UN Security Council resolution on Yemen taints peace, Tehran says

March 2, 2022 - 23:26

TEHRAN- Iran's Foreign Ministry spokesperson has slammed the latest renewal of an arms embargo against Yemen's popular Houthi resistance movement, which has been defending the nation against a Saudi-led assault since March 2015.

Saeed Khatibzadeh said on Tuesday that the UN Security Council resolution on the Yemen issue, as well as the language employed in it, will have a detrimental impact on the peace process and strengthen the position of the armed rivals.

The resolution “bears negative repercussions in the path towards peace,” he added. 

A day earlier, the 15-member Council decided to extend a targeted UN arms ban on key Houthi Ansarullah movement leaders to the whole movement.

Since 2015, the movement has taken control of the country when Yemen's former Saudi-backed government fled amid a political crisis, refusing to stay behind and negotiate a solution. 

The conflict has led to the death hundreds of thousands of Yemenis and turned Yemen into the site of the world's greatest humanitarian disaster.

The U.S. has been providing military, logistical, and political assistance to the Saudi-led war on Yemen, which has been raging since March 2015. 

The UN resolution harshly denounced Yemeni fighters' counterattacks, especially those against Saudi Arabia and the United Arab Emirates — Riyadh's key supporter in the war coalition — and urged an immediate halt to the retaliation.

The resolution, Khatibzadeh added, has been adopted in line with “the political considerations and lobbying of members of the aggressor coalition.”

As a result, it contradicts efforts to revive the political process by further isolating the conflicting parties' stances, according to the official.

Khatibzadeh lambasted the Security Council for “distancing itself from its inherent duties” in Yemen from the start of the Saudi-led war and for turning a blind eye to the aggressors' atrocities.

This, he noted, has contributed to “systematic and serious violations of the international humanitarian laws, massacre of civilians, extensive destruction of civilian infrastructure, and illegal embargo of [Yemen’s] ports and airports,” amid international silence.

Such an approach further complicates the prospect of achieving a “fair” and “lasting” peace, Khatibzadeh added.

Yemen's Supreme Revolutionary Committee leader, Mohammed Ali al-Houthi, blasted the decision for disregarding the Saudi-led coalition's crimes, adding that any arms embargo that did not apply to the Western-backed alliance "had no value."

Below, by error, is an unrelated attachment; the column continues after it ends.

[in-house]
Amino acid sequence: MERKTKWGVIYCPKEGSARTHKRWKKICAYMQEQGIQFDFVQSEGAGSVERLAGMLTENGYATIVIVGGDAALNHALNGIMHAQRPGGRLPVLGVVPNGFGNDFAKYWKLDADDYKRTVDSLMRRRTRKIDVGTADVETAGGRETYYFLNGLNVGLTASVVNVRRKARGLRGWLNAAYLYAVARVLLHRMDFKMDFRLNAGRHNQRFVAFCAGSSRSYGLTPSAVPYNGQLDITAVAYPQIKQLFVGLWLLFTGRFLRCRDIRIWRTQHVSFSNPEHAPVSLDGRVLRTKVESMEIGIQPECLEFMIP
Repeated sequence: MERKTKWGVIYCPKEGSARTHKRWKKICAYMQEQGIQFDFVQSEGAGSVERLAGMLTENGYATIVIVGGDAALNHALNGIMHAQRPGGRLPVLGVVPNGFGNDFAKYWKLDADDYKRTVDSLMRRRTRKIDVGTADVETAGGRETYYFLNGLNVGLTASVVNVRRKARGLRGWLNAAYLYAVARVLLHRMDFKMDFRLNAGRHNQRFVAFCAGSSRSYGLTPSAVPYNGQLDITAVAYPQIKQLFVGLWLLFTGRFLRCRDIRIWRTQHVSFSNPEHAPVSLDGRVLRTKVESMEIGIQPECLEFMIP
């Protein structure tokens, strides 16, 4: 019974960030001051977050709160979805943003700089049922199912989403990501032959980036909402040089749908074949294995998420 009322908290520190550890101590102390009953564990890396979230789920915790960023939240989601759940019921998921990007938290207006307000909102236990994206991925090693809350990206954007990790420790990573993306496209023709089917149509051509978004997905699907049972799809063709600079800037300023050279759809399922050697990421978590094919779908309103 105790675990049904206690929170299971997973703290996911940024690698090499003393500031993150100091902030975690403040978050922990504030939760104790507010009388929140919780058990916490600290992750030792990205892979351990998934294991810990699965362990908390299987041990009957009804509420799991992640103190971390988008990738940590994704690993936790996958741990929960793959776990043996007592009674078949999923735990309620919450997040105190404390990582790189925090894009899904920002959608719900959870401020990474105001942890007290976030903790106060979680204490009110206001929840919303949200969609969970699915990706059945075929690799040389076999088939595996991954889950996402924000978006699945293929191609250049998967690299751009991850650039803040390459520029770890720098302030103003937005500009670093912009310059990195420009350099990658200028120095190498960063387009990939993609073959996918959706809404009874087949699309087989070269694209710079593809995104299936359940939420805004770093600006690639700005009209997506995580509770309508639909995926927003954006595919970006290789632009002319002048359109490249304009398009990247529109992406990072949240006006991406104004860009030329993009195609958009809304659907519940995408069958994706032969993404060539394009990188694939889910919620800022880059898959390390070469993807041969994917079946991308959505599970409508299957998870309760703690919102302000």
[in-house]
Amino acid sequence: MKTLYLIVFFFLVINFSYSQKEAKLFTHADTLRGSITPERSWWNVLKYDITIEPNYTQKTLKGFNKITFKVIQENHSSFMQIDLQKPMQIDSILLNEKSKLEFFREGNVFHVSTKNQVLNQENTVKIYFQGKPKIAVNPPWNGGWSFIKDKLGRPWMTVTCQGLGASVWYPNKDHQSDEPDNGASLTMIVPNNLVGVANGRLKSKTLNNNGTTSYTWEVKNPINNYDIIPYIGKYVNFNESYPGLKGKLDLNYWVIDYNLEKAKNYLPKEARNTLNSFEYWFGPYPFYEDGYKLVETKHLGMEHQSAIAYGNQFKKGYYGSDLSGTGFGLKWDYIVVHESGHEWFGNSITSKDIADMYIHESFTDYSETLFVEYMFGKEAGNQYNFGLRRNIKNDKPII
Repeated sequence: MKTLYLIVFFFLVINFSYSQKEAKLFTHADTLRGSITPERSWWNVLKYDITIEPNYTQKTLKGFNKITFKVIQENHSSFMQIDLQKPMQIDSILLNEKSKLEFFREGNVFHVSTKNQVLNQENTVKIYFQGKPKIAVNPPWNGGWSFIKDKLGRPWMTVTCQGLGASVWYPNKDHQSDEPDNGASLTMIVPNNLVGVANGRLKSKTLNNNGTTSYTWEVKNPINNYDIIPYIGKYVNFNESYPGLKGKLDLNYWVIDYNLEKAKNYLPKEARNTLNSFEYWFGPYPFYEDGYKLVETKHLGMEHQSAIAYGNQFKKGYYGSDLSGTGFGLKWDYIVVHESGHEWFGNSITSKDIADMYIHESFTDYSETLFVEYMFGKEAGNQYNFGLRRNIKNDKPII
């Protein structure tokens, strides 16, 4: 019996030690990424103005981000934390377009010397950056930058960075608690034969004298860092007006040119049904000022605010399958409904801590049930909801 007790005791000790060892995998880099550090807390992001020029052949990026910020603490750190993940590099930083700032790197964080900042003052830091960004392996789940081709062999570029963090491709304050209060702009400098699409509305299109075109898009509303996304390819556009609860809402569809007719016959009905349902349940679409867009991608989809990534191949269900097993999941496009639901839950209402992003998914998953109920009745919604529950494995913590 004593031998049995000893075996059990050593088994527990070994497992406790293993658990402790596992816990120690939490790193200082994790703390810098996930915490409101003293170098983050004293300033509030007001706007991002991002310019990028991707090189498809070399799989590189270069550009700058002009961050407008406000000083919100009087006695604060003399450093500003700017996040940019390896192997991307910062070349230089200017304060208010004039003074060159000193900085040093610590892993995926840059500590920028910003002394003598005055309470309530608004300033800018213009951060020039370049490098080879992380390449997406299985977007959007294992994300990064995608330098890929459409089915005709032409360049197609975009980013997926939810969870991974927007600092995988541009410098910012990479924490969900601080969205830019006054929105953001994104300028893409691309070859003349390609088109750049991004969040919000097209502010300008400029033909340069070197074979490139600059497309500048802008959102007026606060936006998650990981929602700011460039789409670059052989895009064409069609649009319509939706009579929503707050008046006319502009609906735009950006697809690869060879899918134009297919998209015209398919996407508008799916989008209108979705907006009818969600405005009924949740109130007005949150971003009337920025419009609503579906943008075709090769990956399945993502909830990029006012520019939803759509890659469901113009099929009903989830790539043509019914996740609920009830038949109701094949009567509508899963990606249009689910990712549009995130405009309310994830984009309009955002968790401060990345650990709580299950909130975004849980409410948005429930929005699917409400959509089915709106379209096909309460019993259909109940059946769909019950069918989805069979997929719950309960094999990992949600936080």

If the objective is to ensure justice, the U.S.-Saudi-Emirati aggressor coalition's deliberate targeting of Yemen and its war crimes should have been cause for a weapons ban, he argued.

He further mentioned that after supplying weapons to Persian Gulf nations, the Americans, British, and others put their weapons to the test by killing Yemeni children.

They, according to the official, deny Palestinians’ access to weapons while providing lethal weapons to Israel that commits war crimes.

“Yemen now has a new weapon that it did not have before. Thank God, it is the jihad (endeavor for the sake of God) of the brave Yemenis, who have achieved it, as well as the defeat of the American-British-Saudi-UAE coalition and its military allies,” he remarked.

Similarly, Mohammed al-Bukhaiti, a member of Yemen's Supreme Political Council, stated that the UN Security Council's decision to extend arms embargo will deprive Yemen of its right to self-defense while the world requires a new order based on justice.

“We tell the countries that voted in favor of the resolution that you and your oppressive decisions are under our feet because we rely only on God,” he asserted.

The war on Yemen was intended to restore the former Riyadh-backed dictatorship and smash the Ansarullah resistance organization, which has been handling state activities in Yemen in the absence of a competent government.

Despite seven years of relentless attacks on Yemen, the war has ended well short of its objectives.

The Yemeni resistance has become stronger in the face of the Saudi-led invasion, advancing toward strategic areas held by Saudi-led mercenaries, such as Ma'rib province, and launching many rounds of counter-strikes against Saudi Arabia and the UAE in recent months.

In April 2015, Iran put forward a four-point plan to end the conflict in Yemen. It called for cessation of war, establishing intra-Yemeni dialogue, end the siege on the country, and send humanitarian aid to the country. Iran’s plan was submitted to Ban Ki-moon who was UN secretary general at the time.  

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